An area highlighted for Kyrgyzstani universities (such as AUCA and UCA) was the desire to improve systems to capture institutional research processes, e.g. funding applications and awards, ethical review and enabling external data sharing mandates where they might apply.
Our advice as data professionals is always to start small with one or two exemplary projects with rich data (such as GSPS) from which protocol and advice on data sharing can follow.
Useful resources available to help institutions set up data sharing policy and practice include:
The need for detailed and sufficient documentation was illustrated by reviewing three examples of deposited datasets from the user perspective, assessing how easy (or difficult) it was for users interested in the data to find enough information about to data to enable reuse.
In the afternoon, there was hands-on experience in a small and well-kitted out computer lab, where participants worked through exercises:
- Creating visualisations such as appealing graphs, animated timelines and choropleth maps using the freely available Tableau Public
- Publishing example data and documentation and creating a metadata record for a dataset using the test version of the UKDS self-deposit repository, ReShare
A change of pace: Nooruz celebrations
Nooruz, the Kyrgyzstani celebration of the spring equinox on 21 March, is a national holiday that people celebrate with family and food.
With AUCA closed for Nooruz after day 2, a day of hiking in the nearby Ala-Archa national park was a perfect opportunity to enjoy the ubiquitous snow-covered mountains and vast expanses of countryside.
Day 3: Technical aspects of data management
On day 3, the more technical data management topics were covered: storage and security of data files, file formats, organising data and data management planning.
This was mainly taught through practical exercises. Technical data-handling solutions were covered such as encrypting files, creating an encrypted container, carrying out checksums and bulk renaming of files.
Training participants have already begun to leverage some of the programs introduced through these exercises – such as VeraCrypt and Tableau Public – in their ongoing research, protecting data files and enhancing their visual representation.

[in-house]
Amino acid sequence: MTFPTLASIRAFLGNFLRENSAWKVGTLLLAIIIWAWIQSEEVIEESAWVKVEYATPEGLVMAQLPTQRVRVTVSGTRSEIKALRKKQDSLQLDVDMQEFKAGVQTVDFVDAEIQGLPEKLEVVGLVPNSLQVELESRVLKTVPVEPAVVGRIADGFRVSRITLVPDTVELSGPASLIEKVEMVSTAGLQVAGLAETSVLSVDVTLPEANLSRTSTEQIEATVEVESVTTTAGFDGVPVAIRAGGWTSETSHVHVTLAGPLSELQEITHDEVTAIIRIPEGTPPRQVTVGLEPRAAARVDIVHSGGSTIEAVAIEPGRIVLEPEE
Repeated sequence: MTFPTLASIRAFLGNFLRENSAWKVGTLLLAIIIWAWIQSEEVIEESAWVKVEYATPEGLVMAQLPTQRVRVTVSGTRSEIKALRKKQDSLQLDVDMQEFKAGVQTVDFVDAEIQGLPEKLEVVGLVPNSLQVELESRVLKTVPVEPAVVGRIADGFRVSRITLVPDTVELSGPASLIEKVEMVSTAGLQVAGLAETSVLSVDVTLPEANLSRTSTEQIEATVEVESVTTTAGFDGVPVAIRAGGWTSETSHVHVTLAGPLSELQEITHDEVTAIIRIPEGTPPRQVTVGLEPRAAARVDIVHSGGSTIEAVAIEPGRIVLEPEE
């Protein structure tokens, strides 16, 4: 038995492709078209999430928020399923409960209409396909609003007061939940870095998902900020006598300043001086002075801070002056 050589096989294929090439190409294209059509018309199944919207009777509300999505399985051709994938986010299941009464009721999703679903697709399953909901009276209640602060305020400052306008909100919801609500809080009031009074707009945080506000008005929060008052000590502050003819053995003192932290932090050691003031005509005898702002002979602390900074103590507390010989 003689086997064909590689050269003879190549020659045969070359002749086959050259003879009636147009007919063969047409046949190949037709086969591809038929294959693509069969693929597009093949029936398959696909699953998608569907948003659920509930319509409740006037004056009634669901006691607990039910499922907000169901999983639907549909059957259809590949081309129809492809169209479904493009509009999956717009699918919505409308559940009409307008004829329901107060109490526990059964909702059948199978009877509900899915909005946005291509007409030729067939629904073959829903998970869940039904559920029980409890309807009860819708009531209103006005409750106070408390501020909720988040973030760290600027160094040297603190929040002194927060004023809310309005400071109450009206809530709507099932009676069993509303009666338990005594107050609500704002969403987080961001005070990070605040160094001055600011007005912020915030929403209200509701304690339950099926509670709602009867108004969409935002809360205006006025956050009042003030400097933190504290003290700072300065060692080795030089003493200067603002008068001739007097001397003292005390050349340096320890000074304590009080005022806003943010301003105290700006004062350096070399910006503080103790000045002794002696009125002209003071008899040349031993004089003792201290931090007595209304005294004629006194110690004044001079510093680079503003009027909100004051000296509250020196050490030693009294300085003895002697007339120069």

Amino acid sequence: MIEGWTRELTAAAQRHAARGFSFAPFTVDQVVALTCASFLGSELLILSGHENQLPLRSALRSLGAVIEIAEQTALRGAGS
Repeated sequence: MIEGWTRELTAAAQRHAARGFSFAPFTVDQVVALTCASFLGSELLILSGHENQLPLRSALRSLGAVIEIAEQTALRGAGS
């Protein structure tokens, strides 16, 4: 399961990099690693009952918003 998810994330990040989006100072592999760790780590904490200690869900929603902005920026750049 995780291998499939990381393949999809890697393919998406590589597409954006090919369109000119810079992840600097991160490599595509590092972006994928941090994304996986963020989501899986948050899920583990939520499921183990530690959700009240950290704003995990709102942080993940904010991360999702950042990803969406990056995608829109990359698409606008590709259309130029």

The training was a great experience for us, especially in learning about research practices in a rather different cultural context to our own. It was interesting to find out about how familiar underpinning principles of integrity and practice in social research in academia are used and applied in Kyrgyzstan.
Where the same guiding principles and norms for social research apply around the world, universal community of practice can be promoted.
We really enjoyed sharing our knowledge and experience with researchers keen to expand their knowledge and gain more confidence about publishing and sharing research data.
There are some underlying concerns about enforcement of data protection legislation in Kyrgyzstan and the worry about having to hand over information to unknown entities who might request it in a country where democracy is not fully realised.
That said, our participants were keen to make data sharing a reality.
We would like to thank Meghan McCormack for providing this opportunity for us to spend time in such a beautiful country and work with a great group of participants. Also thanks to the UN Women researchers working on preparing the GSPS data for archiving, Aigerim Toktogulova, and to Gerald Gunther, the UN Women Country Representative to the Kyrgyz Republic. Our thanks as well to AMICAL for supporting our travel and accommodation.
Louise Corti is Service Director, Collections Development and Producer Relations for the UK Data Service.
Louise leads two teams dedicated to enriching the breadth and quality of the UK Data Service data collection: Collections Development and Producer Support. She is an associate director of the UK Data Archive with special expertise in research data management and the archiving and reuse of qualitative data.
Veerle Van den Eynden is Data Curation Officer: Digital Humanities for the UK Data Service.